(1932 in Anversa, Belgium – 1986 in Silly, Belgium)
Walter Leblanc (Antwerp 1932 – Silly 1986) is one of Belgium’s key international art figures of the second half of the 20th century. In 1958, he became a founding member of the neo-avant-garde artist group G58 in Antwerp, which brought together young artists representing a variety of trends. For Leblanc, 1959 marks the affirmation of his use of torsion as the principal pictorial element in his work. In 1960, he produced, with the help of his brother, a definitive version of his twisting machine, which enabled the production of very precise torsions. He actively participated in the movements ZERO and Nouvelle Tendance, and took part in the following major international exhibitions: The Responsive Eye (1965), Weiss auf Weiss (1966) and Serielle Formationen (1967). ln 1967, he was a prize-winner at the Ve Biennale de Paris, and in 1969, he won the Prix Eugène Baie de Peinture. In 1970, Leblanc was named one of the Belgian representatives of the 35th Venice Biennale, and in 1974 he became Chevalier de l’Ordre de Léopold II.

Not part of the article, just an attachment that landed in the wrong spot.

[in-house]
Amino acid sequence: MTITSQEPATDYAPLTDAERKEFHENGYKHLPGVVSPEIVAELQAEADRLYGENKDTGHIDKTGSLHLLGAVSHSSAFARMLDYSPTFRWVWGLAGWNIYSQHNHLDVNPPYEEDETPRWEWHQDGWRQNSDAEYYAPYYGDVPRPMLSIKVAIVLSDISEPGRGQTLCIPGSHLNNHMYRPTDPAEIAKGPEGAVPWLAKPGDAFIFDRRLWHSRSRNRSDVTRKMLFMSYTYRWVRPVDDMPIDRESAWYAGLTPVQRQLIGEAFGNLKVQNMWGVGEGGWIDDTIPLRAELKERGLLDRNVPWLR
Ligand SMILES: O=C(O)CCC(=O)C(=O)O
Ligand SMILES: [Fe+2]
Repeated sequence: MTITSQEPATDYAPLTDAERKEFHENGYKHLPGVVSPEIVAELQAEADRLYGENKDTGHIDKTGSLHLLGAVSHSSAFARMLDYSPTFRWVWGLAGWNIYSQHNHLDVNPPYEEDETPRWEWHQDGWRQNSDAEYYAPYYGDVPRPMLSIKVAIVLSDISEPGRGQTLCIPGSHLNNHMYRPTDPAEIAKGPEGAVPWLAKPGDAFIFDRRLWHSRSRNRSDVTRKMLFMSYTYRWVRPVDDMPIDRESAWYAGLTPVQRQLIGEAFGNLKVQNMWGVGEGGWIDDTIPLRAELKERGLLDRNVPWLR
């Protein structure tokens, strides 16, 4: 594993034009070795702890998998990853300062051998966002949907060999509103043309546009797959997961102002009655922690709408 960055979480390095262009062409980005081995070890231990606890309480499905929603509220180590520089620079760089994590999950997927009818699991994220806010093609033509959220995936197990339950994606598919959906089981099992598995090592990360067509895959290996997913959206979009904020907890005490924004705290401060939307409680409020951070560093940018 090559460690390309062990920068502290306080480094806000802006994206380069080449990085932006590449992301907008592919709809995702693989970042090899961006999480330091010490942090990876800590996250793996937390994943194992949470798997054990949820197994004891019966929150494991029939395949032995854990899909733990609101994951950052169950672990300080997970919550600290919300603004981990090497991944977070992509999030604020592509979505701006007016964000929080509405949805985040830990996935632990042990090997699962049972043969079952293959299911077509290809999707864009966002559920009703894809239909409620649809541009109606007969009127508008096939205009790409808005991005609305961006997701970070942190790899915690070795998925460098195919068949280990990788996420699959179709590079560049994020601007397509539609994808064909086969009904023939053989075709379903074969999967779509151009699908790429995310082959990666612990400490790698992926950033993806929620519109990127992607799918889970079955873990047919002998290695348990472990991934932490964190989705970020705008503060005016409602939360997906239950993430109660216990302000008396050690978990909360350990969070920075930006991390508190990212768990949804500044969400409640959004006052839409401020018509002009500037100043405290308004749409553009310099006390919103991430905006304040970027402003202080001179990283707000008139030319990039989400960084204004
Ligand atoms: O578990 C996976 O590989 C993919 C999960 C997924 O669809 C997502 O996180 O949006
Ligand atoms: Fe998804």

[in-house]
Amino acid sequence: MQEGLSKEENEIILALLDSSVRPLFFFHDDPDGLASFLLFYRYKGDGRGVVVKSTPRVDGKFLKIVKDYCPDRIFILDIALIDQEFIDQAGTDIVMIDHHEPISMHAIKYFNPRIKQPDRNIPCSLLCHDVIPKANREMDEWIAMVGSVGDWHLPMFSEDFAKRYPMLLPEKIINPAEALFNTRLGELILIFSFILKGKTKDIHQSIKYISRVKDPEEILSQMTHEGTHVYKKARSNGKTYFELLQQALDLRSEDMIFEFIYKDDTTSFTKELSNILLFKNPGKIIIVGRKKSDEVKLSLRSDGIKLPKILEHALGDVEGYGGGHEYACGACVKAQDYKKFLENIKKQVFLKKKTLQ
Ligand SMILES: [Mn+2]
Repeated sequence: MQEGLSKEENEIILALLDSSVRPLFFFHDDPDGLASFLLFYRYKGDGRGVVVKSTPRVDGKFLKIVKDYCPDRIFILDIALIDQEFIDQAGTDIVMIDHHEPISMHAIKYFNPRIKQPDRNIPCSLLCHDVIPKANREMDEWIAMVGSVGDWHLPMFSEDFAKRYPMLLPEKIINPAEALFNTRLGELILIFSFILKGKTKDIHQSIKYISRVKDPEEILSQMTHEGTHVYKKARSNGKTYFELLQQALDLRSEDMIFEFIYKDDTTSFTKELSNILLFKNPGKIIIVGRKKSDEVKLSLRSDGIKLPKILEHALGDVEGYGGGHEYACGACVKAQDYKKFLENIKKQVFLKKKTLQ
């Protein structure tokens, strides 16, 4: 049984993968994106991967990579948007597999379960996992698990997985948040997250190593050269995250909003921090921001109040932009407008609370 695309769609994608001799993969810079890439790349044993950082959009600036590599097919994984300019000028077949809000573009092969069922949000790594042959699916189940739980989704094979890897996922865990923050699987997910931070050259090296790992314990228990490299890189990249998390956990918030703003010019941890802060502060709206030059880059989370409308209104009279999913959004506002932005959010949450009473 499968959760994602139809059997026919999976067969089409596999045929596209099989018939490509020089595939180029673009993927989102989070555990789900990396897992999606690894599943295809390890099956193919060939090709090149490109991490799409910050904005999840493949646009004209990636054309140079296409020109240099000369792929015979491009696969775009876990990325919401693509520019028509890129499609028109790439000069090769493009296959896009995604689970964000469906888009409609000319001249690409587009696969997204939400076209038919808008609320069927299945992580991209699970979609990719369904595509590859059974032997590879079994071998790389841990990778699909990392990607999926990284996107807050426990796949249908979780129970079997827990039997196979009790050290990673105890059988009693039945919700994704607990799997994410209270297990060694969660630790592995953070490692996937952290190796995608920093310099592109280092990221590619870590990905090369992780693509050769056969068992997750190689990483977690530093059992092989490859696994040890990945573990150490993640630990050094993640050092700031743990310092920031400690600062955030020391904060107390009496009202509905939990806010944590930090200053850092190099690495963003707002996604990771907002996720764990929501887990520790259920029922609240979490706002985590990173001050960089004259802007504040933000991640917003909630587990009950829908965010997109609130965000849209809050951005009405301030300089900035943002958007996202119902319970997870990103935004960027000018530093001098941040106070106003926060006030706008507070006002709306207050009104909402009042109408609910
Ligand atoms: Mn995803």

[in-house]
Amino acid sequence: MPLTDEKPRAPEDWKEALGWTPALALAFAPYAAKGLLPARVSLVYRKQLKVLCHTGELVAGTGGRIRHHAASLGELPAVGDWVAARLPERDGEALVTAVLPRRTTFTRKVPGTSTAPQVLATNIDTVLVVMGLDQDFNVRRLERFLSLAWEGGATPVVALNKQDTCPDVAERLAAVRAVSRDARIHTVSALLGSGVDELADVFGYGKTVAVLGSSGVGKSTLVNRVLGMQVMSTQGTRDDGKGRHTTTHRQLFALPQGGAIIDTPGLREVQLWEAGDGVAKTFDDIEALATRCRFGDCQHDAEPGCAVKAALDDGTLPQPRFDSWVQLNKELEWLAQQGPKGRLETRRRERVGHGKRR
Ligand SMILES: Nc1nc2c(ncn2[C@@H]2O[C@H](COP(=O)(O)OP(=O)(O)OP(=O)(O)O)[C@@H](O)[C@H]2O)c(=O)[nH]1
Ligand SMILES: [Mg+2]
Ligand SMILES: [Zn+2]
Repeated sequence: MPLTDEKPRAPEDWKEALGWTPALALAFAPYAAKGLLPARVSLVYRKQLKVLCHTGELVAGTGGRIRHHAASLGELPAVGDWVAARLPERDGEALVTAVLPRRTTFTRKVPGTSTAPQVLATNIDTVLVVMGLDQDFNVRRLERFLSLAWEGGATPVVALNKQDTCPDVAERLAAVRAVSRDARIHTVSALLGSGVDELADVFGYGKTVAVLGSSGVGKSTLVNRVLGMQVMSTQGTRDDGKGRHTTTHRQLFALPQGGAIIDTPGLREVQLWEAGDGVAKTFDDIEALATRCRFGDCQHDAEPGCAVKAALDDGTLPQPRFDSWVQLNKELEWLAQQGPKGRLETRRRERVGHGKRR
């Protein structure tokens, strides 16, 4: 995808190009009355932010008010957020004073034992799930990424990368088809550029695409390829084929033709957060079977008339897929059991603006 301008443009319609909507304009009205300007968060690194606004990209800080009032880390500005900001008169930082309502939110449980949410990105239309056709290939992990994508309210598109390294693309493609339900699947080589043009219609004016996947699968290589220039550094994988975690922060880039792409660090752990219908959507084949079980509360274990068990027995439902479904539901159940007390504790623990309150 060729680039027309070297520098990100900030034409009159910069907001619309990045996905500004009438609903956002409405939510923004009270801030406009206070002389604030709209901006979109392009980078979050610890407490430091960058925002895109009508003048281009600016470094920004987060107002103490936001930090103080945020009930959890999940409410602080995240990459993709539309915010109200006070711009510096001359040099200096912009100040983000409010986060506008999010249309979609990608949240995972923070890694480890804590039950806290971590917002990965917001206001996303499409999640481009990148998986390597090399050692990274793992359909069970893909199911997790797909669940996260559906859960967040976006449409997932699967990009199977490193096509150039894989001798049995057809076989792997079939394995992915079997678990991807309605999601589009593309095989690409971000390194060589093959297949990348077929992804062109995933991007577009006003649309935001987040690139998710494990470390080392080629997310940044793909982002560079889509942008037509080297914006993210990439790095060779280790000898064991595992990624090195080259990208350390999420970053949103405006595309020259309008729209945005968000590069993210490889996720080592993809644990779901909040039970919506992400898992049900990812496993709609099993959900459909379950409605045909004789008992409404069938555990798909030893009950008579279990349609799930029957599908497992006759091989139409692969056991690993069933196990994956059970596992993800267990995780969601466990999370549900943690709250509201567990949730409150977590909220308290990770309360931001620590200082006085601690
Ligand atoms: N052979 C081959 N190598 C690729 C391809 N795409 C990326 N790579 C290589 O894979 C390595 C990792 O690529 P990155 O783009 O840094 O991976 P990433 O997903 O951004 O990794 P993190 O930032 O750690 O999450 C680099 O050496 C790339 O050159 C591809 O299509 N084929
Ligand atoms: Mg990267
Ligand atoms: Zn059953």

The Belgian artist Walter Leblanc (1932-1986) was an outstanding figure in post-World War II European art, whose importance is drawing international attention. Unquestioned is Leblanc’s place among the masters of what can be defined the ‘poetics of zeroing’ of the late 1950s, developed in the context of the ZERO movement and network between Germany, Switzerland, Belgium and Italy. Considered one of the pioneers of contemporary artistic practices, rather than defining his work as geometric abstraction, Leblanc’s art is a case of a sensorial geometry, constantly nourished by an experimental curiosity about unorthodox materials (such as cotton threads, latex, PVC, metal), as well as by a constructive tension and a focus on the dynamic power of light. Twisted Strings, Mobilo-Static, Schematic Torsions, are some definitions he coined for his works, whose complex essentiality anticipates optical and minimal trends: their unifying element is the torsion of the material, to twist the space of our experience. Leblanc wanted to go beyond the traditional concept of the artwork understood as a surface or an object to contemplate, in order to create a space of experience that requires the active involvement of the viewer through perception and deciphering. Many contemporary art trends have subsequently adopted this expressive reduction as an opportunity to involve both the body and the mind of the viewer.